anonymous
  • anonymous
i need to find the y and x intercept of linear equatioons like 5x+2y=8 and x=1, im cluless
Mathematics
  • Stacey Warren - Expert brainly.com
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jamiebookeater
  • jamiebookeater
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anonymous
  • anonymous
2y=-5+8 y=-5/2+8/2 y=-5/2+4 y-intercept = 4
amistre64
  • amistre64
ax+by=c c/a = xint c/b = yint
anonymous
  • anonymous
to find the x=intercept get the x alone

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Xishem
  • Xishem
Well, the x-intercept is where the line intercepts the x-axis, and therefore when y = 0. Alternatively, the y-intercept is where the line intercepts the y-axis, and therefore when x = 0. So, by plugging in 0 into the equation for either x or y, we can find the y-intercept and x-intercept respectively... For the first equation...\[5x+2y=8 \rightarrow 5(0)+2y=8 \rightarrow y=4\]Thus, the y-intercept is (0, 4). Now for the x-intercept...\[5x+2(0)=8 \rightarrow x=\frac{8}{5}\]Thus, the x-intercept is (8/5, 0). Now try this with the other equation. @amistre64: Neat trick!
anonymous
  • anonymous
thnks for the help it is all clear now but im still nervous bout my final exam tomorw before our next unit
amistre64
  • amistre64
:) the proof is: \[ax+by=c\] \[\frac{ax}{c}+\frac{by}{c}=\frac{c}{c}\] \[\frac{x}{c/a}+\frac{y}{c/b}=1\] when x=0, y = c/b when y = 0, x = c/a
Xishem
  • Xishem
Nice (: I'll keep that trick in mind.
Xishem
  • Xishem
Good luck, tay1497! Just keep practicing problems and you'll do great.
anonymous
  • anonymous
i hope so xishem
anonymous
  • anonymous
now how do i find all those for equations like x=1??
Xishem
  • Xishem
Well, if you want to use amistre64's trick, you can put it into standard form and work from there...\[1x+0y=1\]If you want to use my method, you'll do the same thing...\[y_{intercept} \rightarrow 1x+0(0)=1 \rightarrow x=1\] Thus the y-intercept is (1, 0). Now, for the x-intercept we want to plug in 0 for x...\[x=1 \rightarrow 0\neq1\]Since that statement is never true, there is no x-intercept.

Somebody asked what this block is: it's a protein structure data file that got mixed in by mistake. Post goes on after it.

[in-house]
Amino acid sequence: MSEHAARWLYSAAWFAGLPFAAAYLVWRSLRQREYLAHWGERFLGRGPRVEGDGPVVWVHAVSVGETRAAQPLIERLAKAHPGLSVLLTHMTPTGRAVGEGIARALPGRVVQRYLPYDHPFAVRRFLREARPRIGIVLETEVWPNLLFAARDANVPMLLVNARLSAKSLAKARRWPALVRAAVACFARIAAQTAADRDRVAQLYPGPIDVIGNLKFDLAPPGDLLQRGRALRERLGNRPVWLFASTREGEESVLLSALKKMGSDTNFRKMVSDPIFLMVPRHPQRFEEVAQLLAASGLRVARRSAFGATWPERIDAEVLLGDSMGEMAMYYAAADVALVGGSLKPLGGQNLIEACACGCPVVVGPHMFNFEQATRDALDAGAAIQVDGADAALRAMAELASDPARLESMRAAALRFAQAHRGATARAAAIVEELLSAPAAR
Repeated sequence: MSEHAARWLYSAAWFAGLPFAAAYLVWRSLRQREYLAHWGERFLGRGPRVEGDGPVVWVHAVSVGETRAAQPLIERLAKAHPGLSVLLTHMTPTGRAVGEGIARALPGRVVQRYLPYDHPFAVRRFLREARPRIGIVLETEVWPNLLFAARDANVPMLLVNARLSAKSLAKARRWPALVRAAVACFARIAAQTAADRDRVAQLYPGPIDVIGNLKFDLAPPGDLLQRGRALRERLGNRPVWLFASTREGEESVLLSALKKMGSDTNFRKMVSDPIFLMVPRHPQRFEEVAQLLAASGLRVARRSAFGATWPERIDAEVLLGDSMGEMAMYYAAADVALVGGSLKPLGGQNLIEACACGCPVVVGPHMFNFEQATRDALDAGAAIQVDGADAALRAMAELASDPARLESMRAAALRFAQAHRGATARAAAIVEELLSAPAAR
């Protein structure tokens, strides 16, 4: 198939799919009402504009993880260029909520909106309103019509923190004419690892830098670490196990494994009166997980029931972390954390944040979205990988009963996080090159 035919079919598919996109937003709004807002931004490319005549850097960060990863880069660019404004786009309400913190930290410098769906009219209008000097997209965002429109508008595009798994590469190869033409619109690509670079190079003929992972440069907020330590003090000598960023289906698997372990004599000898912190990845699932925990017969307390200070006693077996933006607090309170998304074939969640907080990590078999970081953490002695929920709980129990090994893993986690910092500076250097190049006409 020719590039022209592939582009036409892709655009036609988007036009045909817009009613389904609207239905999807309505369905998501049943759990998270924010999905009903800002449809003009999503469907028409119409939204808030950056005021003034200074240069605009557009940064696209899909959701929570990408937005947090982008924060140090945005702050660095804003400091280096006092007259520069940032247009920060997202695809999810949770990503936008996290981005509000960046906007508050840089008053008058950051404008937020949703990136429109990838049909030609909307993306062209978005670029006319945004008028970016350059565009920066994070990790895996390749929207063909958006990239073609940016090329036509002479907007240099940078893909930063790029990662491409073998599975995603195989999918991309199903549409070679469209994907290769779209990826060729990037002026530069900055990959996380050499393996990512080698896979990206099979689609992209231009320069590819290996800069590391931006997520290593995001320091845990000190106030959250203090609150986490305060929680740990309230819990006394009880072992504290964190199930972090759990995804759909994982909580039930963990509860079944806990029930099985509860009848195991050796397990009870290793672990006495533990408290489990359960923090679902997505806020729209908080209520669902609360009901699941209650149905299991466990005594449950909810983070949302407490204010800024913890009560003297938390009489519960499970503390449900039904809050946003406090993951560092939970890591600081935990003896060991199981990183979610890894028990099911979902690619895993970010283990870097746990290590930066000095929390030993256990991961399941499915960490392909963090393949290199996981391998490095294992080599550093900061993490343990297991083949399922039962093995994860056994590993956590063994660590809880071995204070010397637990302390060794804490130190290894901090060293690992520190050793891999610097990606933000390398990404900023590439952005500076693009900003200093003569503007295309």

anonymous
  • anonymous
now how do i write that in y=mx+b form?
Xishem
  • Xishem
Well, the 'b' in the standard slope-intercept equation stands for the y-intercept. Since you know at least one point on the line (either of the intercepts) and a value for the y-intercept, you can substitute in those values and solve for m. For the first equation, the process would be something like this... \[y=mx+b\]\[4=m(0)+b \rightarrow b=4\]Now we would write the equation in slope-intercept form, substituting only the values for m and b to get...\[y=4x+4\]Does that make sense?
Xishem
  • Xishem
Oh, wait are you asking specifically about the second equation? Let me do that one...
anonymous
  • anonymous
and first lol i thnk im an air head
Xishem
  • Xishem
For vertical lines (which is what x=1 is), the slope-intercept form is...\[x=b\]Where b is the x-intercept. Therefore, "x=1" is already in slope-intercept form.
anonymous
  • anonymous
k thnks for the help gotta c if i can do this now lol
anonymous
  • anonymous
hey xishem can you help me with my hw? idk how to reply to you in private or if i can lol
Xishem
  • Xishem
Good luck, tay1497 (: If you need any more help, don't hesitate to ask. @Inhale: Just post your questions as normal and I'll try to help.
anonymous
  • anonymous
thnks

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